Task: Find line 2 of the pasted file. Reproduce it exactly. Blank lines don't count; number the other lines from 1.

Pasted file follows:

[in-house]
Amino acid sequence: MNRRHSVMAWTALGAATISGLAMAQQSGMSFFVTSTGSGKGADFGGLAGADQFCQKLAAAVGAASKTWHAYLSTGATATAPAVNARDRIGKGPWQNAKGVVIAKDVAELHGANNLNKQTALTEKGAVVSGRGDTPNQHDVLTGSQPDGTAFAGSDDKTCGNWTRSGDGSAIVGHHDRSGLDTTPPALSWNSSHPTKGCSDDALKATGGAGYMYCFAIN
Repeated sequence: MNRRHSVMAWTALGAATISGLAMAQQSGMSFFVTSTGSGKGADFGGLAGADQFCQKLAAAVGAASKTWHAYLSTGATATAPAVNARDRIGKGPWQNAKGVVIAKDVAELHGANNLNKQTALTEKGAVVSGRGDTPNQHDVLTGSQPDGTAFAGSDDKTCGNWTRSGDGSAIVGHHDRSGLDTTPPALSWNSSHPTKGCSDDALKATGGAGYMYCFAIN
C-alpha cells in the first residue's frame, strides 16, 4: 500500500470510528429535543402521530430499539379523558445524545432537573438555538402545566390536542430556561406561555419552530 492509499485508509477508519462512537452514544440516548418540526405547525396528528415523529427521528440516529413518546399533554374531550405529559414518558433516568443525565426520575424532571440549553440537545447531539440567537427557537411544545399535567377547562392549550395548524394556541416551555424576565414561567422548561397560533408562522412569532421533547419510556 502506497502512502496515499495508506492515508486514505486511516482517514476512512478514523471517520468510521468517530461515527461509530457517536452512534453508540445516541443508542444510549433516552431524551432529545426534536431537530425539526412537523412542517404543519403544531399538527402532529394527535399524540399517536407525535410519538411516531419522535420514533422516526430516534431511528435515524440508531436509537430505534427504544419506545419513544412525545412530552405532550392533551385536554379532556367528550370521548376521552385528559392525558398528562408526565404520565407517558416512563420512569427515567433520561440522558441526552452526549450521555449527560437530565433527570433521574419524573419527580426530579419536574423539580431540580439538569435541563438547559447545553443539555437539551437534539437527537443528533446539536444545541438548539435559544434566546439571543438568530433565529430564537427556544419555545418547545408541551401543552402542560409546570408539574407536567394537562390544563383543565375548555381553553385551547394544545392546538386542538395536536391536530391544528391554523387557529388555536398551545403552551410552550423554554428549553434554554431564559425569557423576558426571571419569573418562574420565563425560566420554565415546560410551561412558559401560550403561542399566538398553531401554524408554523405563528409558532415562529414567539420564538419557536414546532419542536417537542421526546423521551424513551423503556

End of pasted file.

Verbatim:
Amino acid sequence: MNRRHSVMAWTALGAATISGLAMAQQSGMSFFVTSTGSGKGADFGGLAGADQFCQKLAAAVGAASKTWHAYLSTGATATAPAVNARDRIGKGPWQNAKGVVIAKDVAELHGANNLNKQTALTEKGAVVSGRGDTPNQHDVLTGSQPDGTAFAGSDDKTCGNWTRSGDGSAIVGHHDRSGLDTTPPALSWNSSHPTKGCSDDALKATGGAGYMYCFAIN